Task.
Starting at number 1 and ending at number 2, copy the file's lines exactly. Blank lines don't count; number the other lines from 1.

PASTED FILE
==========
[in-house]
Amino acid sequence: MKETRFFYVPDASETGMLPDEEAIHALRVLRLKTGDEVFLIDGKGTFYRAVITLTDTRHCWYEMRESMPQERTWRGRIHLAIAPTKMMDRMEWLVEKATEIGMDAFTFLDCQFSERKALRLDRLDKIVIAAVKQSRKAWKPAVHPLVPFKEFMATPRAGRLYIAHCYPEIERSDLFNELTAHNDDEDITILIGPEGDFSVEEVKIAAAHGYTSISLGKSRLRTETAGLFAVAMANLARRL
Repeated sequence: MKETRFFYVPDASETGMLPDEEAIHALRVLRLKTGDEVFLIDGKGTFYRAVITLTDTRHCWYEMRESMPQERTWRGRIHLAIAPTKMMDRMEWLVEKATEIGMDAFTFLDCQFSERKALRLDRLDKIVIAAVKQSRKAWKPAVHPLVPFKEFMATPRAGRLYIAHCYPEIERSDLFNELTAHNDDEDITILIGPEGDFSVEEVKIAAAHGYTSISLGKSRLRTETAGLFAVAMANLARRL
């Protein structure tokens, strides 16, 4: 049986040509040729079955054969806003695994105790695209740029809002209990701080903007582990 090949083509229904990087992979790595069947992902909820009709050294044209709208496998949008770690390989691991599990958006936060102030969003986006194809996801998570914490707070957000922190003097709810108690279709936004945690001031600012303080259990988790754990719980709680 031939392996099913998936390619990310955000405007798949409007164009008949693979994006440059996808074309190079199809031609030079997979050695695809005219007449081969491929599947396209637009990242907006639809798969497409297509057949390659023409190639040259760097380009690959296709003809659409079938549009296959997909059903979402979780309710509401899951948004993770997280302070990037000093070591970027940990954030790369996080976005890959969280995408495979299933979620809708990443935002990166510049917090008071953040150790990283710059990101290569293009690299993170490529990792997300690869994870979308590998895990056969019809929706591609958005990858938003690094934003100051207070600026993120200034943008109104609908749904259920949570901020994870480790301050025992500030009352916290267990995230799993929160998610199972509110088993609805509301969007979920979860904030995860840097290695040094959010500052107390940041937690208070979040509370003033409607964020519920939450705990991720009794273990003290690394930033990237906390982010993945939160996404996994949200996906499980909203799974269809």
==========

[in-house]
Amino acid sequence: MKETRFFYVPDASETGMLPDEEAIHALRVLRLKTGDEVFLIDGKGTFYRAVITLTDTRHCWYEMRESMPQERTWRGRIHLAIAPTKMMDRMEWLVEKATEIGMDAFTFLDCQFSERKALRLDRLDKIVIAAVKQSRKAWKPAVHPLVPFKEFMATPRAGRLYIAHCYPEIERSDLFNELTAHNDDEDITILIGPEGDFSVEEVKIAAAHGYTSISLGKSRLRTETAGLFAVAMANLARRL